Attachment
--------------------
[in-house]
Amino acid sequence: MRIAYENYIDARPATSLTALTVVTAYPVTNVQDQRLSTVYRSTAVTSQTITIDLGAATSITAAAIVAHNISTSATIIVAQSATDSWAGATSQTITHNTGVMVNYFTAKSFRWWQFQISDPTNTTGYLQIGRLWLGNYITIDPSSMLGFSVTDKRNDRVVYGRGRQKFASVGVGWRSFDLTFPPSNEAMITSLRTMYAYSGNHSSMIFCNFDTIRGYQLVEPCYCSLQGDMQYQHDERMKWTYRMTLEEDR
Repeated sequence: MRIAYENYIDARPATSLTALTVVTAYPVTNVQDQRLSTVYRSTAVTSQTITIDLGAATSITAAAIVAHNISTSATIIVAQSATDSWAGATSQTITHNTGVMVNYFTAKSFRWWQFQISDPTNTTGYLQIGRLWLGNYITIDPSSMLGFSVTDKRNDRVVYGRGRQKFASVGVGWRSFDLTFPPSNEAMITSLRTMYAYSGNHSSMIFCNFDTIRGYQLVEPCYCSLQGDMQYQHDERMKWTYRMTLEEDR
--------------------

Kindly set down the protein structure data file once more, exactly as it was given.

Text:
[in-house]
Amino acid sequence: MRIAYENYIDARPATSLTALTVVTAYPVTNVQDQRLSTVYRSTAVTSQTITIDLGAATSITAAAIVAHNISTSATIIVAQSATDSWAGATSQTITHNTGVMVNYFTAKSFRWWQFQISDPTNTTGYLQIGRLWLGNYITIDPSSMLGFSVTDKRNDRVVYGRGRQKFASVGVGWRSFDLTFPPSNEAMITSLRTMYAYSGNHSSMIFCNFDTIRGYQLVEPCYCSLQGDMQYQHDERMKWTYRMTLEEDR
Repeated sequence: MRIAYENYIDARPATSLTALTVVTAYPVTNVQDQRLSTVYRSTAVTSQTITIDLGAATSITAAAIVAHNISTSATIIVAQSATDSWAGATSQTITHNTGVMVNYFTAKSFRWWQFQISDPTNTTGYLQIGRLWLGNYITIDPSSMLGFSVTDKRNDRVVYGRGRQKFASVGVGWRSFDLTFPPSNEAMITSLRTMYAYSGNHSSMIFCNFDTIRGYQLVEPCYCSLQGDMQYQHDERMKWTYRMTLEEDR